Home Values and Rising Rates

Signals from the Federal Reserve indicate substantial rate hikes are on the horizon. As a result, loan rates will increase in tandem with moves by the Fed. In part, the Federal Reserve is considering drastic increases to slow inflation that has been caused by shortages of goods, low rates and increased demand. We want to let you know how these changes could impact your pocketbook. Primarily, we will focus on the following topics:

  • How rates and economic factors impact home values.
  • Adjustable-Rate Mortgages, commonly referred to as “ARMs”.
  • Moves you can make to lower your monthly payment.

Home loan rates and home prices have historically had an inverse relationship. Meaning, when rates rise, home prices and values can stabilize or even decrease slightly. When rates fall, home prices typically rise. The swings in home prices and values are typically relative to the preceding cycle. For example, the recent increase in home prices and values was substantial. This means that a decrease or leveling off in prices and values has the potential to be larger than we have seen in the past, especially in Oklahoma and Kansas, where home values are typically stable. The rate/price relationship occurs because when rates are low, buyers can afford higher-priced homes, as interest is a smaller part of the monthly payment. This extra buying power encourages people to buy, which then drives up prices and purchasing slows. Recently, the combination of low rates coupled with materials and labor shortages worked in tandem to drive up prices. Now, materials prices are stabilizing, and rates are rising, so we expect decreased inflationary pressures on home prices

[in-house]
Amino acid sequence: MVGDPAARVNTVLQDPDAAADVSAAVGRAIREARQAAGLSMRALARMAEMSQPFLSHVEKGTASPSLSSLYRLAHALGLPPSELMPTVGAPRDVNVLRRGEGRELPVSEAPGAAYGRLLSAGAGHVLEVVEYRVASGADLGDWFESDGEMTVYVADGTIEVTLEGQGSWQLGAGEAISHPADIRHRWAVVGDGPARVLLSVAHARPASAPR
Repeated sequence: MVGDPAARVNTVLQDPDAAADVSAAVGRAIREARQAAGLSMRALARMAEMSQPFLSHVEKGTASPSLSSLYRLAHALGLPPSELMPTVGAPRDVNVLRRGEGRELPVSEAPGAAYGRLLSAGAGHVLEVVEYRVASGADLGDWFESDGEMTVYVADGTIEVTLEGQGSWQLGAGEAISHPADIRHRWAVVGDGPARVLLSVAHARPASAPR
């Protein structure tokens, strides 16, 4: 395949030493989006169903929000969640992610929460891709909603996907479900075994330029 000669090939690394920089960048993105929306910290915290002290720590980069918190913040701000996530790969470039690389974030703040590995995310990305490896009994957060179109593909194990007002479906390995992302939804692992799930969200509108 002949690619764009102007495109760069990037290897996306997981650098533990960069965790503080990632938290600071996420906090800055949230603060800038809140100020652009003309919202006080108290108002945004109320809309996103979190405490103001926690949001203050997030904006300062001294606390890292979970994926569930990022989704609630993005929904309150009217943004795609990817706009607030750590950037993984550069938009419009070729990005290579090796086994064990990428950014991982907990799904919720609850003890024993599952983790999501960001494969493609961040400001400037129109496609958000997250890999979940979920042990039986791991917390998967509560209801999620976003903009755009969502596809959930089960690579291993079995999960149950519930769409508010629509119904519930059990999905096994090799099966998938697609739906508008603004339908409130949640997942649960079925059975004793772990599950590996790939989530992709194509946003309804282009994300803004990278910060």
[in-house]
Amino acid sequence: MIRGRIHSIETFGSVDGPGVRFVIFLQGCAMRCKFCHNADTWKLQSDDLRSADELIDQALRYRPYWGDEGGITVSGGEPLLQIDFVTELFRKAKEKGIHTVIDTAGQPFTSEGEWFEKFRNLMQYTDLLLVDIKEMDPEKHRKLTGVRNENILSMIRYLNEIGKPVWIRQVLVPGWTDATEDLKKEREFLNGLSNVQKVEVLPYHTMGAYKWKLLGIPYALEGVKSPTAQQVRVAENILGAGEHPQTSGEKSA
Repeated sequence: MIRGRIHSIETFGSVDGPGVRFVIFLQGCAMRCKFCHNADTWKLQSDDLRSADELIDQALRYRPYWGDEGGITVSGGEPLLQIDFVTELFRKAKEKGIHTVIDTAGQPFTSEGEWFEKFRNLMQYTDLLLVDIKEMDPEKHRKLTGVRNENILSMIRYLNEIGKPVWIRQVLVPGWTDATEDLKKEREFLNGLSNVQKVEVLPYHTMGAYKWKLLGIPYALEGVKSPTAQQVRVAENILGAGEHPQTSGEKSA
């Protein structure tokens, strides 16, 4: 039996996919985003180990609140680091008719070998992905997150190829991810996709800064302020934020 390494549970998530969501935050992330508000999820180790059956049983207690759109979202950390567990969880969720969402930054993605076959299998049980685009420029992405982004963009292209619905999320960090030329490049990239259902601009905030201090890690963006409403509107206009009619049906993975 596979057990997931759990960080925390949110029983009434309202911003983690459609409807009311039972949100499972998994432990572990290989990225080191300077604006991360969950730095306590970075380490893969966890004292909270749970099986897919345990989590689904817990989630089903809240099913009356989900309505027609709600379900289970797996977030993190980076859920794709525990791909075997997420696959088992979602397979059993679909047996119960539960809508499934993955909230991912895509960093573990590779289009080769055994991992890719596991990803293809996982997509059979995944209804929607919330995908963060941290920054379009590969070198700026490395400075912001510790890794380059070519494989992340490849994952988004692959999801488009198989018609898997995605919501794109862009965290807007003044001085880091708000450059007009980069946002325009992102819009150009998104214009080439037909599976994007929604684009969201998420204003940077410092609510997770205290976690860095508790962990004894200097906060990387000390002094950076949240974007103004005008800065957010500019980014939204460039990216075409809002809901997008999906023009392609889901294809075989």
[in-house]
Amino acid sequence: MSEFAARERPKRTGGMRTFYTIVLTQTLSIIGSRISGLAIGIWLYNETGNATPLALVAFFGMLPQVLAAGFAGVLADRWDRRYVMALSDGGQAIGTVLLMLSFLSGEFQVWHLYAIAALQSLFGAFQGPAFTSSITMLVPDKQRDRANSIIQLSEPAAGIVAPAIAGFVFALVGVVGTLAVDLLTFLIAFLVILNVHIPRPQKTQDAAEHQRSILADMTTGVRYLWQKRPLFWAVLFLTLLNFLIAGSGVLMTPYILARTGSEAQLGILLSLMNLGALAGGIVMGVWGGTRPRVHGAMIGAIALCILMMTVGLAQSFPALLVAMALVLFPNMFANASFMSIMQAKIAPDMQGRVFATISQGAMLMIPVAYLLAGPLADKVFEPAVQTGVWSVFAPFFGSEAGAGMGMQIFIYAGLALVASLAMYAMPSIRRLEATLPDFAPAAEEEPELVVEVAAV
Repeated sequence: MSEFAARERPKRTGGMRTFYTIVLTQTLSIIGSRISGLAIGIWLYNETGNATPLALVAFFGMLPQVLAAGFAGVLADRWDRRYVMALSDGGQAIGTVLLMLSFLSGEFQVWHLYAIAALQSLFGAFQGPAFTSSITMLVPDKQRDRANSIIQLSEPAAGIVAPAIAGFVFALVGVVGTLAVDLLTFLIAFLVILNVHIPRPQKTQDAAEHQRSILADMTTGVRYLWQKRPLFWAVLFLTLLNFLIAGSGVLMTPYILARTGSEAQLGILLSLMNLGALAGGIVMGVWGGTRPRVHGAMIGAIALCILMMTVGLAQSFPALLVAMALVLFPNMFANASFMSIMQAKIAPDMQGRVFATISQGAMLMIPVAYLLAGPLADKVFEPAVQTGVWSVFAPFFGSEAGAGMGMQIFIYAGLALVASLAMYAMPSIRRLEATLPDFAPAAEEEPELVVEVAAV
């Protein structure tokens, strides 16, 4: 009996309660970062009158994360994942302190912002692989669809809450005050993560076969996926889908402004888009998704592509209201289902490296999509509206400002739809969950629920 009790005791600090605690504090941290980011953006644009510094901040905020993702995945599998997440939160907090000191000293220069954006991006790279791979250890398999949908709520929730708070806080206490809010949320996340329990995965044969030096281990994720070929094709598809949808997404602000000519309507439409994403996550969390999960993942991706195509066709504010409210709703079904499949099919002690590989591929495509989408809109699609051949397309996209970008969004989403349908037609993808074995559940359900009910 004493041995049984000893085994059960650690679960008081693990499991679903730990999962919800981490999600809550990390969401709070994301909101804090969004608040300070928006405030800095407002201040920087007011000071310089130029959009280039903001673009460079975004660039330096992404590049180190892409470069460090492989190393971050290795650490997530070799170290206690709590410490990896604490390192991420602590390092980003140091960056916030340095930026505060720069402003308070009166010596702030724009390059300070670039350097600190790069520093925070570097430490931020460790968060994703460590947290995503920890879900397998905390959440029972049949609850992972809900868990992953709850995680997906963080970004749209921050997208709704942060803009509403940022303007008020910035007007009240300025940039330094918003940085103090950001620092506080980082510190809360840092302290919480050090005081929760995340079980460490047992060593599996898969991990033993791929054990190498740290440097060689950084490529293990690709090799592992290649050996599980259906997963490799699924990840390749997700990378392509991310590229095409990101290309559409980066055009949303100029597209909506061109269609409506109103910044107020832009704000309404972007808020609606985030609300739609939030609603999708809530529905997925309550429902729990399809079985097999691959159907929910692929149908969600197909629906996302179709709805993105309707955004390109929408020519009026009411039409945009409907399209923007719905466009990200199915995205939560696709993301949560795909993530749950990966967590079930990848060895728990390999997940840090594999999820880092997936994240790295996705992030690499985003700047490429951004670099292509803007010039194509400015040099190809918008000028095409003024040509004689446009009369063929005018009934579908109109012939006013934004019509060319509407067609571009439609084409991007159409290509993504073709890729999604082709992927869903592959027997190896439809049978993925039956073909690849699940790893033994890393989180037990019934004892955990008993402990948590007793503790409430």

Rates on Adjustable-Rate Mortgages or ARM’s usually increase as market rates increase. The impact of market rate changes is dictated by the terms of the loan agreement, but you could see a substantial increase in your monthly payment because of rising rates. ARMs are attractive because they typically have initially lower rates and lower closing costs than conventional loans, but when rates go up, payments can increase, as a tradeoff. Refinancing to a fixed-rate mortgage protects against the payment volatility of an adjustable-rate loan. Talk with one of our real estate loan experts to see if refinancing makes sense for you.

Because home values are high, refinancing could save you money if you are paying Private Mortgage Insurance (PMI) on a conventional or FHA loan. Typically, PMI is tied to the loan-to-value at your time of purchase rather than your current loan-to-value. If your home value has increased since you purchased your home, you could be in a much better loan-to-value position, allowing you to drop PMI. This could reduce your monthly payment if you time your refinance before any potential value decrease.

To speak with an expert on any of these possible scenarios or for any real estate related question, contact CFCU’s team of home loan experts. Our advice is always free and we can help you make the choice that’s best for your situation.